This is the third in a series on short, easy hikes with little elevation change in Madison County, Alabama. Bradford Creek Greenway and Madison County Nature Trail are the first two easy peasy hikes that we’ve discussed.
For many people, their first experience with a managed wilderness area will be in a state park. We are fortunate to have Monte Sano State Park right here in Huntsville, with 20 miles of hiking trails and another 14 miles of biking trails. There are hikes with varying degrees of difficulty and length, so there’s something for everyone in just over 2,100 acres on Monte Sano Mountain.
Ruth and I are big fans of state parks. There are 22 state parks in Alabama, and we’ve visited/hiked/camped in 11 of them, so we still have lots of exploring to do. Did you know that in Alabama, state parks are almost entirely self-funded? The Alabama Legislature doesn’t budget any operating funds for the parks, so the costs of keeping the trails maintained, the camping areas clean, and the facilities staffed come entirely from user fees. The legislature does fund the central office and kicks in some money for maintenance or special projects like building lodges and golf courses (when the state gets a windfall like hurricane relief funds), but for the most part (90%) parks are funded by admission fees, campsite and lodging fees, boat launching ramps, and special events. Any time that you hear an Alabamian grumbling about his or her taxes being wasted on a frivolous thing like a state park, set the record straight — the parks are funded by their users, not by taxes.
Given that the user fees are pretty reasonable, the Alabama State Park system as a whole isn’t a big moneymaker for the state. Some parks do better than others — Gulf State, Oak Mountain, and Monte Sano, for instance, bring in more money than they cost to run, so they to some extent subsidize smaller or more remote parks like Buck’s Pocket, which operate at a net loss. Our state park workers have to know how to stretch a dollar, and they do a great job of partnering with volunteer organizations to make the most of their human capital and natural resources.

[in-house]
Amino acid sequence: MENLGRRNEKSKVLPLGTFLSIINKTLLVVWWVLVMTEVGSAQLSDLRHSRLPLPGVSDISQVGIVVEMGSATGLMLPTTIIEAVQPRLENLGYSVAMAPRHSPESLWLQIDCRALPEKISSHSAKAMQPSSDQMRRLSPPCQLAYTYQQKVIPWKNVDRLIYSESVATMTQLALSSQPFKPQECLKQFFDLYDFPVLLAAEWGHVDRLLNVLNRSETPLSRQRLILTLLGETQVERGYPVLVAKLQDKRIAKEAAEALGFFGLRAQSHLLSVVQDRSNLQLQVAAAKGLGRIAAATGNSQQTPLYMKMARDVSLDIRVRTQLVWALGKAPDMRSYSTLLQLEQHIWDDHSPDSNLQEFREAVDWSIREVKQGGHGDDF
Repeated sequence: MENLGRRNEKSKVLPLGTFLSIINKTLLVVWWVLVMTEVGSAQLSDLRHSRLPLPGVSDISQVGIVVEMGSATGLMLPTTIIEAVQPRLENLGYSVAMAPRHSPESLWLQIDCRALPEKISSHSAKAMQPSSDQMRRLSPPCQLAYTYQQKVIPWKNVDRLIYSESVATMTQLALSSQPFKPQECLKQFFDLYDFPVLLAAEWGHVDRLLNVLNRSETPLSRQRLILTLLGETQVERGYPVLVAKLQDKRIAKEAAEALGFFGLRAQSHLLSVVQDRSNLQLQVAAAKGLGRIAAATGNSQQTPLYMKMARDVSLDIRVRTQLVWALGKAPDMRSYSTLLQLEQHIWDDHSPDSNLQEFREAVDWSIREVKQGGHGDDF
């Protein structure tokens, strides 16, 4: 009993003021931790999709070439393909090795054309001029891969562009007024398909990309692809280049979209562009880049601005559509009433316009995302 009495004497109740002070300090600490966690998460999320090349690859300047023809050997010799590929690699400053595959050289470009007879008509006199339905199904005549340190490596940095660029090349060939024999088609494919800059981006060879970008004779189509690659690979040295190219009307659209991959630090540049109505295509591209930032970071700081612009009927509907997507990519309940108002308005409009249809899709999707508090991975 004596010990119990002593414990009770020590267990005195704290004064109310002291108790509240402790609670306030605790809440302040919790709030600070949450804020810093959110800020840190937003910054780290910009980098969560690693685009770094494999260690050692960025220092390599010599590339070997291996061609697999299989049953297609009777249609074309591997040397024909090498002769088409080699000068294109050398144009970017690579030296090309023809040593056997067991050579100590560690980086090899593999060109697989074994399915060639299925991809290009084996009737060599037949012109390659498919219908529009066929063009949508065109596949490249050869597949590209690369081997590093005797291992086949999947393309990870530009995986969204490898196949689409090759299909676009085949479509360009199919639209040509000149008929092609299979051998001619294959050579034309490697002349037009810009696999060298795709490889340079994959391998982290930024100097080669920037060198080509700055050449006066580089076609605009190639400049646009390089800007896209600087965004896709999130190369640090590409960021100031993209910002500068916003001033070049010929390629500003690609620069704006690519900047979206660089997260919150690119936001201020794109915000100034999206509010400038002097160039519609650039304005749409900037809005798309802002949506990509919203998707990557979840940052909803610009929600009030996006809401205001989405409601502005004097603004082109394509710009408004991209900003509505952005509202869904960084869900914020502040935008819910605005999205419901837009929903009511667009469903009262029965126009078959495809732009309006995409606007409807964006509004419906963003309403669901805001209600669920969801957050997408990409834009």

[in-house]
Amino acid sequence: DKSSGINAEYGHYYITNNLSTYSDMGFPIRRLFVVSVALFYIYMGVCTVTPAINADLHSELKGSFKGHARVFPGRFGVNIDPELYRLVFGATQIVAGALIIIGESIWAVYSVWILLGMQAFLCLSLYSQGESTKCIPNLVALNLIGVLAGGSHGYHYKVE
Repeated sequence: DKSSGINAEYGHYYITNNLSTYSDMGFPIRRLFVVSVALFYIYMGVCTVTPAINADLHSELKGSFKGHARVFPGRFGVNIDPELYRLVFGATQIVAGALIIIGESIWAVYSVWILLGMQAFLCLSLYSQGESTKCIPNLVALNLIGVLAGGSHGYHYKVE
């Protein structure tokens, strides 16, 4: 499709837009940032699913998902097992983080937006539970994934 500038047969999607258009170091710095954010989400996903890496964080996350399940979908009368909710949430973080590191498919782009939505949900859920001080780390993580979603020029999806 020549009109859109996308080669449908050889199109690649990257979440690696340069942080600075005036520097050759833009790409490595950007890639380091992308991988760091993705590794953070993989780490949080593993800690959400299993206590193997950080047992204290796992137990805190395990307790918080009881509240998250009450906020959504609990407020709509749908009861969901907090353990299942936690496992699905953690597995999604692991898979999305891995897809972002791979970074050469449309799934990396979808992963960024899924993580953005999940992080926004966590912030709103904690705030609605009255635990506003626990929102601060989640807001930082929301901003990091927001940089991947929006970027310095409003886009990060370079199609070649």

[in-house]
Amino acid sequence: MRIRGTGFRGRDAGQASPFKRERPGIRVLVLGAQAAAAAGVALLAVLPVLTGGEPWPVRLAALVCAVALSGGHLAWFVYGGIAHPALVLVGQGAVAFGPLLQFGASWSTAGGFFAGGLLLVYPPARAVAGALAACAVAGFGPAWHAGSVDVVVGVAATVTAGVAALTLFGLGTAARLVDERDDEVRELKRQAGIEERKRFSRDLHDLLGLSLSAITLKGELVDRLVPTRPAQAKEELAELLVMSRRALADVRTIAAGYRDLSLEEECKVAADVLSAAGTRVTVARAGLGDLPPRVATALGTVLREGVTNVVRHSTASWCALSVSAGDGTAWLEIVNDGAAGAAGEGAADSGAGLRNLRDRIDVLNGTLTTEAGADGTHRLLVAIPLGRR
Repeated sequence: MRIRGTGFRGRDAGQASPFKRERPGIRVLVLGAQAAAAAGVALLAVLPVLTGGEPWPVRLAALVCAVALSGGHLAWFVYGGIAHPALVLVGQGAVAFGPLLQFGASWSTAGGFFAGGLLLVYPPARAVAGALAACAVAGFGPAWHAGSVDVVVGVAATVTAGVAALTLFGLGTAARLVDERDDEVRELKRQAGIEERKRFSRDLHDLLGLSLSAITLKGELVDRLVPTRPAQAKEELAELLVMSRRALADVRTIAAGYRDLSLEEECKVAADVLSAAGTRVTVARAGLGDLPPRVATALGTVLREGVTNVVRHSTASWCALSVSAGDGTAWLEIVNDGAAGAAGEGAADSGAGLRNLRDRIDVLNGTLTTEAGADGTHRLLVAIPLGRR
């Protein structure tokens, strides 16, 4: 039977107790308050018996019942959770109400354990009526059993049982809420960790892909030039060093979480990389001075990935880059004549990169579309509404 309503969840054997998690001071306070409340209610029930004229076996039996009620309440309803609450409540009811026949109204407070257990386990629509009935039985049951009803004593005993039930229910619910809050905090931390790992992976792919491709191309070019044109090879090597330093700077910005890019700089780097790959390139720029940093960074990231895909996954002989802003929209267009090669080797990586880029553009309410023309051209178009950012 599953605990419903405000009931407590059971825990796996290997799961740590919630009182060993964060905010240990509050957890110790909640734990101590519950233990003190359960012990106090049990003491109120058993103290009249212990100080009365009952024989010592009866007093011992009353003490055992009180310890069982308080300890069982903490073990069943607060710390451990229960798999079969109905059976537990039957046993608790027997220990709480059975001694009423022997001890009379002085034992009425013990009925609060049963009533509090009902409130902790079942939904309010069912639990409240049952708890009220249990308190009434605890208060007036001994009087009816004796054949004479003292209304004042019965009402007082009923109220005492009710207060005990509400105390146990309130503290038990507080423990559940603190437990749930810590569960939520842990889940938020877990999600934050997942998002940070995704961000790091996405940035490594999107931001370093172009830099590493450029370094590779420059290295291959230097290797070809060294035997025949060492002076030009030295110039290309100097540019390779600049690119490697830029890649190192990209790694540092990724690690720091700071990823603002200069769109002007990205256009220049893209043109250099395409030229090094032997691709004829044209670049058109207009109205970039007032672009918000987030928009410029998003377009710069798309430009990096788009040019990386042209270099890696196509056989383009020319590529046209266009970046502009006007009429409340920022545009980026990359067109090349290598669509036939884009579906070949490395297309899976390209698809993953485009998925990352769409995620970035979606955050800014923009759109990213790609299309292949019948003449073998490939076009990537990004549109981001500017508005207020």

Well, this will turn into a political rant if I go on any more about Alabama’s chronic underfunding of one of the state’s greatest assets, so let’s talk about hiking instead. This easy peasy hike is a little more challenging that the previous ones. For one thing, this hike intersects several other trails and points of interest in the park, so it would be a good idea to carry a map. You can pick one up at the camp store, or download one in advance.
There’s only one drive-in entrance to Monte Sano State Park, and that’s on Nolen Avenue. When you enter park property, you’ll come to a gatehouse where your admission fee is collected if there is someone staffing the booth. If there isn’t anyone manning the gatehouse, there’s an honor slot for you to deposit your fee. The day use fee is $3 for adults, with $1 charged to kids 6-12, seniors, and active military. Kids 5 years and younger are free. You can also buy year-round passes if you plan to be there frequently. When we were there on a Sunday morning, the booth wasn’t staffed, so we cheerfully dropped our $6 in the slot, unlike the folks in the black truck behind us, who just motored on through. There is no honor among thieves.
We drove on to the hiker’s parking lot, past the turns to the picnic area and lodge, and found a shady spot in the large gravel lot. The trailhead is pretty obvious, with a kiosk on the south side of the lot with a trail map and park regulations and info. Our easy peasy trail is the North Plateau Loop, which runs 1.2 miles in the northwestern section of the park. From the trailhead, you’ll barely leave the parking lot before you make a turn to the right on a blue-blazed trail. Of course, this is a loop, but for purposes of this hike we’ll start from the hiker’s parking lot and travel clockwise.